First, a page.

Coming of Age: The Server-Based Turret System

Up until about a week ago, if you chanced to ask anyone at the world’s leading turret manufacturer about the efficacy of installing a server-based call control platform for traders we imagine the response would have been a curt “N-O!”

One-by-one the incumbents have moved in the server-based direction. In April of last year it was Orange Business Services, then British Telecom  announced the availability of a cloud-based platform, now, the lone holdout, IPC has announced that they will soon be in customer beta trials with their platform called Unigy. WCS, IP Trade (Belgium) and Speakerbus (United Kingdom) have all been on the server-based bandwagon for several years.

Anyone who has read “Crossing the Chasm” by Geoffrey Moore knows this is the normal course of things in technology. Incumbents are invested in maintaining the status quo. Along come the pesky disruptors evangelizing about a new and better (and often cheaper) way of doing things.

Most customers (all but the innovators and early adopter types) standby and watch the old guy and the new guy duke it out with bemused interest until (or if) the new approach gains a reasonable foothold. From there any number of things can happen from the incumbent buying the disruptor to the disruptor displacing the incumbent to the incumbent responding to the demand for innovation by finally developing their own version of the new platform.

This is what is playing out in the turret market as we speak. The incumbents are now “on board” that server-based systems are the way to go now that they have them on offer (or will shortly).

Server-based systems offer tremendous advantages to the customer in terms of reduced space and power footprint, flexible deployment options, scalability, software-based call control, resilience and so on and so forth. And let’s not forget it should have the potential to lower costs.

And it would seem for customers that all is now “okay” in the turret world. That they are “spoiled for choice” as it were. Six providers and six server-based systems. Different flavors of the same thing, almost. Just go ahead and pick one.

But all may not be as it seems.

Customers should be asking themselves (and their vendors) some questions.

For one, can one reasonably expect that the incumbents have re-calibrated their engineering and implementation/support teams to be able to deal with soft switch and IP networking technologies?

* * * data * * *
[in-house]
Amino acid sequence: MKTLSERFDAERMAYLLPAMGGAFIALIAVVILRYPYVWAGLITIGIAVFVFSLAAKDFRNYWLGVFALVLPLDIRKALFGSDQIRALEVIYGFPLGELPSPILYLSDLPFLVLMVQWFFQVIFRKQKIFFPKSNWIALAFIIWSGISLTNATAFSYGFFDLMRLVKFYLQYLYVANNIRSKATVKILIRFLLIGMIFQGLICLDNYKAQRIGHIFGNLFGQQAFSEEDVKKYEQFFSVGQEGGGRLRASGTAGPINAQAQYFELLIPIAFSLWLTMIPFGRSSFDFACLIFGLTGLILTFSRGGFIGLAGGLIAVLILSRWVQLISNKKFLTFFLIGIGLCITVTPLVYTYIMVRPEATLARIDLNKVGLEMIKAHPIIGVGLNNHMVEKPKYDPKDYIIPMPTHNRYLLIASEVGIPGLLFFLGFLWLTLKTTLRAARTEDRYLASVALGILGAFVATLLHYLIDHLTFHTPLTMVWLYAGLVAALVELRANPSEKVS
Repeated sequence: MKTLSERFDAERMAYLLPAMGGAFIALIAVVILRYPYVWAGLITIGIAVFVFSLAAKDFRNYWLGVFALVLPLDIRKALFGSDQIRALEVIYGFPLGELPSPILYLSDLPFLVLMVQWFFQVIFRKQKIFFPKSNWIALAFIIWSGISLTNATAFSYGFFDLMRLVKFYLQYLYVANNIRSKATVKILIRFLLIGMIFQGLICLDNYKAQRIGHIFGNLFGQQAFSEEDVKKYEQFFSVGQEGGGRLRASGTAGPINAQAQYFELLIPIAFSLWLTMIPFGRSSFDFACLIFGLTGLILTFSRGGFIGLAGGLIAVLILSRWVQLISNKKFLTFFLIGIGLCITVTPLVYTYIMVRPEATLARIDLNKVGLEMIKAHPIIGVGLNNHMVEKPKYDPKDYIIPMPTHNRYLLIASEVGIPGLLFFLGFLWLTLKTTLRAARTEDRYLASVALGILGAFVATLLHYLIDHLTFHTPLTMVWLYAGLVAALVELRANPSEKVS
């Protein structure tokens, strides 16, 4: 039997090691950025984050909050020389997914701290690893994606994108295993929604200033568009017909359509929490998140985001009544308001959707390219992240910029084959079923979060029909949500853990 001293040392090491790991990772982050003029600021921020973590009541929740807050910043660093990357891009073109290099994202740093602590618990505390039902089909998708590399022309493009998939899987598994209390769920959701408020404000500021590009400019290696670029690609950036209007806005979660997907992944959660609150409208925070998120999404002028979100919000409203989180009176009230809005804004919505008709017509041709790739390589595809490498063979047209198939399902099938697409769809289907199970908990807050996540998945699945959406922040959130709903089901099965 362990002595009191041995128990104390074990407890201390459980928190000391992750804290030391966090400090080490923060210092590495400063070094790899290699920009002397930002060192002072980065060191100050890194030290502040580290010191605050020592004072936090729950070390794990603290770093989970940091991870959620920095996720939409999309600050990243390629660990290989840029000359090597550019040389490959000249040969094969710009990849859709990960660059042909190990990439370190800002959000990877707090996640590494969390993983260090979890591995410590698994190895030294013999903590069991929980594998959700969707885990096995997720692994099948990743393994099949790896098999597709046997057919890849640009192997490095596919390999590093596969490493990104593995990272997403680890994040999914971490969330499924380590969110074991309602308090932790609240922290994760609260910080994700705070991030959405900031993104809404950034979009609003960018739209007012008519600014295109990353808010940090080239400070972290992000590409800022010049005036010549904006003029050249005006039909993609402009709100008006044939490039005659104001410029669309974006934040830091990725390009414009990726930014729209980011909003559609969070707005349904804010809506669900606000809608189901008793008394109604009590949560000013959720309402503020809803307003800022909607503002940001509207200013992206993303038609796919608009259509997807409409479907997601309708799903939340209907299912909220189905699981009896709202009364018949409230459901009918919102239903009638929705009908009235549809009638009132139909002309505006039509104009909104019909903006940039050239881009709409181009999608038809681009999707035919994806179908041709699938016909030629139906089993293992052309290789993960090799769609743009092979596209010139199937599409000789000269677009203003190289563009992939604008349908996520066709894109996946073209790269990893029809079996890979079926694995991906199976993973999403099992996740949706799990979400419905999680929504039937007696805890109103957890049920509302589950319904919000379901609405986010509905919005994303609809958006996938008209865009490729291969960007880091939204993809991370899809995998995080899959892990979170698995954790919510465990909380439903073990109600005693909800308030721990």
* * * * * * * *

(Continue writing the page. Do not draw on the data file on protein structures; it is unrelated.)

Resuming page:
Second, will the incumbents, from a business model perspective, be capable (willing?) of passing on the economies they are realizing with introducing streamlined platforms. Customers should have a right to expect their acquisition and life cycle operating costs to go down in correlation with the reduction of  “big iron” to software-oriented platforms.

Third, while it is a relief that the end of the monolithic turret system era is on the horizon can you expect that these platforms will be “normalized” in the IT sense of the word? Specifically, take advantage of industry standard hardware, be switch-agnostic, run with reasonable power draws, provide scalability, resilience and extensibility and integration with enterprise applications, offer modern system management tools and all at justifiable price points?

Fourth, are these new server-based systems “trading floor tested?” The leap from a TDM to IP switching architecture, especially on the trading floor is considerable. At WCS, we have the luxury of marketing a server-based platform that has tens of thousands of nodes installed at enterprises of all types since 2001 and is in its’ 10th software release in partnership with a company, Mitel, that is allocating tens of millions of dollars annually into R&D.

Fifth, if you are a customer who is currently in the “buying mode” are you going to be a “guinea pig?” It takes time to train and more importantly, get the hands-on experience across-the-board. So if you are buying Orange’s  solution in Paris or IPC’s in New York (where their respective core engineering and technical teams are stationed) you can seek comfort in being near the epicenter of expertise and support. What if, though, you are in a far off locale and there are teething problems?

All in all, whichever path makes the most sense, customers are finally benefiting from a much-needed progression away of antiquated, proprietary switching platforms toward more scalable, open systems.

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Date: Wednesday, 9. March 2011 16:52
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